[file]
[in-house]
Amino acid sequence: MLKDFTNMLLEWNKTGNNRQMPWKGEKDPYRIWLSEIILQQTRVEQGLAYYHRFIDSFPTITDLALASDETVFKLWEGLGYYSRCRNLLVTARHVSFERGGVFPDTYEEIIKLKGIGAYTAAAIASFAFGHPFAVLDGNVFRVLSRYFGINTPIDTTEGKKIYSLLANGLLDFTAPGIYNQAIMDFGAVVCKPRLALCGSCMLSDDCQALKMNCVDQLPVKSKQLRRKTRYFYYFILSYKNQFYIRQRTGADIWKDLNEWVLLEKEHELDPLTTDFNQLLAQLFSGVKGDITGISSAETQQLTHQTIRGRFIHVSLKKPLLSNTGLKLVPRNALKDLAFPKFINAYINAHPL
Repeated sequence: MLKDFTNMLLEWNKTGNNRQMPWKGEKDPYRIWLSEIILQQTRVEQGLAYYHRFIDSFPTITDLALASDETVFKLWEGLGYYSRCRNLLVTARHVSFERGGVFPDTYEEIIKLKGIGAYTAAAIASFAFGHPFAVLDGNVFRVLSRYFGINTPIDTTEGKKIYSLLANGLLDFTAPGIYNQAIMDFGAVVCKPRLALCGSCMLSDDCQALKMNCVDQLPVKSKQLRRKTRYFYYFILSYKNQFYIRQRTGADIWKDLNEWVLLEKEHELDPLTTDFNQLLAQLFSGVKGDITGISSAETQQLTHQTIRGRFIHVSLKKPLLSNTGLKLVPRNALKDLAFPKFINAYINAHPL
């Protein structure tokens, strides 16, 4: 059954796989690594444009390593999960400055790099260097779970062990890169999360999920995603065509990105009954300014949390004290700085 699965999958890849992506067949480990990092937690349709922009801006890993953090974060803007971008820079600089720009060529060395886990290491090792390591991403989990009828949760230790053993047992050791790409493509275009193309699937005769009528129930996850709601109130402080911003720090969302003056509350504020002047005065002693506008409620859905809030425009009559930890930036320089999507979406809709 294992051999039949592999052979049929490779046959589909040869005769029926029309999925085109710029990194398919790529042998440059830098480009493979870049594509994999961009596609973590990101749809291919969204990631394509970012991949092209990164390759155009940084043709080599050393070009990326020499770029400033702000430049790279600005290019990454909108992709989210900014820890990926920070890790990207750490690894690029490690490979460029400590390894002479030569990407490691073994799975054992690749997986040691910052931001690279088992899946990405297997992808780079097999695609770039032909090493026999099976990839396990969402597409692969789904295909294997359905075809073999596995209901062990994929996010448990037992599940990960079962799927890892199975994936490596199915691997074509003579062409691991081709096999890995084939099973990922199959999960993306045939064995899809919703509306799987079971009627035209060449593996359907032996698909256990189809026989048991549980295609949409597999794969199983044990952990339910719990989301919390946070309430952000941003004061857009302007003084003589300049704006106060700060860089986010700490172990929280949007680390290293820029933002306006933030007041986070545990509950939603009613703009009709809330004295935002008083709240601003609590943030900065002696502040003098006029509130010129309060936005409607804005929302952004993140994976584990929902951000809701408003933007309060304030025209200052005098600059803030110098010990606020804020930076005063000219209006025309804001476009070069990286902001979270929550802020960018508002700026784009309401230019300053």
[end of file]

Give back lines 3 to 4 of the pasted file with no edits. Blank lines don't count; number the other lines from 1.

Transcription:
Repeated sequence: MLKDFTNMLLEWNKTGNNRQMPWKGEKDPYRIWLSEIILQQTRVEQGLAYYHRFIDSFPTITDLALASDETVFKLWEGLGYYSRCRNLLVTARHVSFERGGVFPDTYEEIIKLKGIGAYTAAAIASFAFGHPFAVLDGNVFRVLSRYFGINTPIDTTEGKKIYSLLANGLLDFTAPGIYNQAIMDFGAVVCKPRLALCGSCMLSDDCQALKMNCVDQLPVKSKQLRRKTRYFYYFILSYKNQFYIRQRTGADIWKDLNEWVLLEKEHELDPLTTDFNQLLAQLFSGVKGDITGISSAETQQLTHQTIRGRFIHVSLKKPLLSNTGLKLVPRNALKDLAFPKFINAYINAHPL
């Protein structure tokens, strides 16, 4: 059954796989690594444009390593999960400055790099260097779970062990890169999360999920995603065509990105009954300014949390004290700085 699965999958890849992506067949480990990092937690349709922009801006890993953090974060803007971008820079600089720009060529060395886990290491090792390591991403989990009828949760230790053993047992050791790409493509275009193309699937005769009528129930996850709601109130402080911003720090969302003056509350504020002047005065002693506008409620859905809030425009009559930890930036320089999507979406809709 294992051999039949592999052979049929490779046959589909040869005769029926029309999925085109710029990194398919790529042998440059830098480009493979870049594509994999961009596609973590990101749809291919969204990631394509970012991949092209990164390759155009940084043709080599050393070009990326020499770029400033702000430049790279600005290019990454909108992709989210900014820890990926920070890790990207750490690894690029490690490979460029400590390894002479030569990407490691073994799975054992690749997986040691910052931001690279088992899946990405297997992808780079097999695609770039032909090493026999099976990839396990969402597409692969789904295909294997359905075809073999596995209901062990994929996010448990037992599940990960079962799927890892199975994936490596199915691997074509003579062409691991081709096999890995084939099973990922199959999960993306045939064995899809919703509306799987079971009627035209060449593996359907032996698909256990189809026989048991549980295609949409597999794969199983044990952990339910719990989301919390946070309430952000941003004061857009302007003084003589300049704006106060700060860089986010700490172990929280949007680390290293820029933002306006933030007041986070545990509950939603009613703009009709809330004295935002008083709240601003609590943030900065002696502040003098006029509130010129309060936005409607804005929302952004993140994976584990929902951000809701408003933007309060304030025209200052005098600059803030110098010990606020804020930076005063000219209006025309804001476009070069990286902001979270929550802020960018508002700026784009309401230019300053």